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Spurs sued by fan for sending home top players

Discussion in 'Sports and News' started by Rusty Shackleford, Jan 16, 2013.

  1. Rusty Shackleford

    Rusty Shackleford Active Member

    NBA fan is suing the Spurs for that incident last month where Popovich sent Duncan, Ginobili, et all, home instead of playing them against the Heat. Fan, who is also a lawyer, says he paid premium tickets expecting to see the best players.

    It's an interesting suit, and I can actually see merit to it. If I buy tickets to a game, I expect all the stars to be there. But this does create a slippery slope. Can a team get sued when a star gets injured? What about in baseball, where stars routinely get occassional games off?

  2. deskslave

    deskslave Active Member

    Guy's got a point about the premium prices, but I don't see that his beef is with the Spurs. It wasn't the Spurs' decision to charge a premium price; it was the Heat's.

    If Stern gave a shit about fans, he'd divert some of that fine money (or increase it, if the fine goes to charity) and tell the Heat to contact all ticketholders, within reason, and refund the difference between the regular price and the premium price.
  3. MTM

    MTM Well-Known Member

    I thought about baseball, too.

    What if I buy a ticket to see the Brewers because I'm a Ryan Braun fan and he takes the day off? Can I sue? How about if I count the days to see Roy Halladay start and a rain out juggles the rotation?

    The guy bought a ticket for a basketball game and he saw a basketball game -- a very competitive one at that. I don't think there's a case.

    But some teams do market their opponents, and that could be a problem. When the Clippers sucked they would have newspaper ads promoting Kobe and the Lakers or MJ and the Bulls. What if you bought a ticket off that premise and the star didn't play? Would you have a case then?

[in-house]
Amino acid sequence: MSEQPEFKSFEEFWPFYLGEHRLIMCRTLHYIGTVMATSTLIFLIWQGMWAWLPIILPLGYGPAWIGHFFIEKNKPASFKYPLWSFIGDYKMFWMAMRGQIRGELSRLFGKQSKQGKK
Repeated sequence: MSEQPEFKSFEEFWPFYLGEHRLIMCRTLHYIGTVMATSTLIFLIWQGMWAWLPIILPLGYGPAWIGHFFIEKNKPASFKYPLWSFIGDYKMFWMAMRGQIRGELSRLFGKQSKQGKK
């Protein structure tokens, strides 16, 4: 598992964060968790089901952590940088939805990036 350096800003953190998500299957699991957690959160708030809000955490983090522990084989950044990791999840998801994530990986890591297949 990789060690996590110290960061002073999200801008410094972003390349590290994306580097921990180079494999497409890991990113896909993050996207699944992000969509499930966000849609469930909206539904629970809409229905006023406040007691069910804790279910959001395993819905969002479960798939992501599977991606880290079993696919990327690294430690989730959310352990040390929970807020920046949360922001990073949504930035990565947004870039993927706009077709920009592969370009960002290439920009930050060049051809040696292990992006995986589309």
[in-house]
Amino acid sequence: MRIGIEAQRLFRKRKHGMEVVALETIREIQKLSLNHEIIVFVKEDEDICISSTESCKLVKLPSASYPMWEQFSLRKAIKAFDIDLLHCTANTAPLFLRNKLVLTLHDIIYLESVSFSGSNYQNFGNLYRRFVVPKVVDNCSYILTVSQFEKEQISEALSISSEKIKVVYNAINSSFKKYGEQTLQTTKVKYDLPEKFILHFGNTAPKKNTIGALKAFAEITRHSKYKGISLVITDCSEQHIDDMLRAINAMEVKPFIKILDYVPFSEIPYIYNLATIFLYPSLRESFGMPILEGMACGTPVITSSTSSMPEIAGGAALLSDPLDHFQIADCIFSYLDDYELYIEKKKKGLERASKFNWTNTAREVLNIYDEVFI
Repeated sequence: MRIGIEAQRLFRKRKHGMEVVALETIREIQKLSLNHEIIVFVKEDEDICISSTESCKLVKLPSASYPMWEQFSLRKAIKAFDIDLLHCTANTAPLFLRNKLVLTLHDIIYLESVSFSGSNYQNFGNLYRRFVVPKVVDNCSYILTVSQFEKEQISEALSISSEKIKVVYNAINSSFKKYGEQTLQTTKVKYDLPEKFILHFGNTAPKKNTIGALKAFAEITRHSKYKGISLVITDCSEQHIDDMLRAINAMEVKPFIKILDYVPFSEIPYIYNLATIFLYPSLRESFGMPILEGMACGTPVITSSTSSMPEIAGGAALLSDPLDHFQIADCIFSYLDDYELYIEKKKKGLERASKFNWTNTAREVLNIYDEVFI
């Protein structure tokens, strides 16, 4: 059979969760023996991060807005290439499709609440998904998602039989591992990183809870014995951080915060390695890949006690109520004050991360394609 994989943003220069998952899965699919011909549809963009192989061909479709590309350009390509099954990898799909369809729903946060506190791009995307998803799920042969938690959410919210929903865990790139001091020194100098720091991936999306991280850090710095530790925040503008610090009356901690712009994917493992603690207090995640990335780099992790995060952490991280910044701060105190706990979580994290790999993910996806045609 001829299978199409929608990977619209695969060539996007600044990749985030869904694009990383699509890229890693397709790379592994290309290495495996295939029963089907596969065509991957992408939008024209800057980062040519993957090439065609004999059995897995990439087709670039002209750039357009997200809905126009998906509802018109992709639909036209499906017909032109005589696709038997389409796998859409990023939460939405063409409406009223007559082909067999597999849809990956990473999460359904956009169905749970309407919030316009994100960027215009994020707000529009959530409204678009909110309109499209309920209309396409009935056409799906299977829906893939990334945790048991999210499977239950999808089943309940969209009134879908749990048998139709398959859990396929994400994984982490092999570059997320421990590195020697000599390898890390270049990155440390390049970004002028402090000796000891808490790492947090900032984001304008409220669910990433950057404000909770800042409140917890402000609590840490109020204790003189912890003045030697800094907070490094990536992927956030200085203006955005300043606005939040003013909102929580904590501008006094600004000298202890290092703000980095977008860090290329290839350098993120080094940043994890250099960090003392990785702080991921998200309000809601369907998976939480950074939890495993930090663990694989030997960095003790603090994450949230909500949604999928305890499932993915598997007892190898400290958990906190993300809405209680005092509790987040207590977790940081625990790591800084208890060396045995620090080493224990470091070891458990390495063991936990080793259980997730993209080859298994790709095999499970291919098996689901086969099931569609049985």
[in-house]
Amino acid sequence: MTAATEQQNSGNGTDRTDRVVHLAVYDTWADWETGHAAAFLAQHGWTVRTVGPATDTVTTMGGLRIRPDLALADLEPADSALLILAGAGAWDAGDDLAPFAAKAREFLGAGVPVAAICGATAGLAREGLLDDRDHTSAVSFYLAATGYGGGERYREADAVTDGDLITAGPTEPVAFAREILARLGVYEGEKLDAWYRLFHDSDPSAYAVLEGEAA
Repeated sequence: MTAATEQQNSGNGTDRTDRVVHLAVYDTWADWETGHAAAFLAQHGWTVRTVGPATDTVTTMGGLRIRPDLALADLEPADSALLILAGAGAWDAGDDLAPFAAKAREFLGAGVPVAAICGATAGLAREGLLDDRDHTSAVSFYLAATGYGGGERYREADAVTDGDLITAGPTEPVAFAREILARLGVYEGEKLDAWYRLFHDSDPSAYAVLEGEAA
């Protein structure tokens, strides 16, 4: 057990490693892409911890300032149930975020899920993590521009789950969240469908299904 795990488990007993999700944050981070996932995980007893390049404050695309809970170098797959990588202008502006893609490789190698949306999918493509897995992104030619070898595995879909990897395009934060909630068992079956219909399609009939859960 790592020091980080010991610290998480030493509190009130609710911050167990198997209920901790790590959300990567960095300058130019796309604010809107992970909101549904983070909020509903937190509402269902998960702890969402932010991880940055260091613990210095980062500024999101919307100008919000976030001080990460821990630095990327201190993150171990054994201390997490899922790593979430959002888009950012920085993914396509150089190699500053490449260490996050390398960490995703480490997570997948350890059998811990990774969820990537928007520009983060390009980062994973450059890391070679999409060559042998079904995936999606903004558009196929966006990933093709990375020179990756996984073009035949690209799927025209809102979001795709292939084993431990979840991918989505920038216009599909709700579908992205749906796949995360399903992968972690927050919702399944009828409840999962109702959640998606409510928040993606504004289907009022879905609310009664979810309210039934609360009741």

4. HanSenSE

    HanSenSE Well-Known Member

    It's worse in baseball with "dyanmic pricing." Want to see the Yankees, Dodgers, Red Sox or Cubs during their only visit to your town? I'll cost you a bit more than for, say, the Royals, Mariners or Marlins.
  5. Ace

    Ace Well-Known Member

    If teams are allowed to adjust ticket prices based on the perceived star power of opponents, the NFL should pay fans to attend exhibition games.
  6. Beaker

    Beaker Active Member

    I don't know anything about the state's fair trade practice law, but this seems like mostly BS to me. No fan has any sort of legal expectation that every star is going to be playing in whatever game he or she attends.

    Also, as a lawyer, this comment made me cringe:

  7. MileHigh

    MileHigh Moderator Staff Member

    How about suing MLB, a team and ESPN for when I buy tickets to a Sunday 1 p.m. game to take my nieces and nephews and it gets switched to 8 p.m. for TV purposes?
  8. Baron Scicluna

    Baron Scicluna Well-Known Member

    I'll use a pro wrestling term: Card subject to change.

    Some wrestling companies do give partial refunds if a star doesn't appear. The shows I've been at have announced it prior to the matches starting, and gives fans a chance to go to the ticket office and gettheir money back. Very few do.
  9. Flying Headbutt

    Flying Headbutt Moderator Staff Member

    Shouldn't the headline really be "Business Down, So Lawyer Tries To Get Free Advertising By Getting Name In News?"
  10. trifectarich

    trifectarich Well-Known Member

    The only problem with this lawsuit is that it wasn't tossed out 30 seconds after it was filed. This has less than no chance of going anywhere.
  11. Baron Scicluna

    Baron Scicluna Well-Known Member

    "Mr. Simpson, this is the most blatant case of false advertising since my class action lawsuit against the creators of The Neverending Story."
  12. SoCalDude

    SoCalDude Active Member

    Back in the day, this was always my response to a coach or PR dude who tried to withhold injury or player status info:
    The ticket-buying public demands to know.
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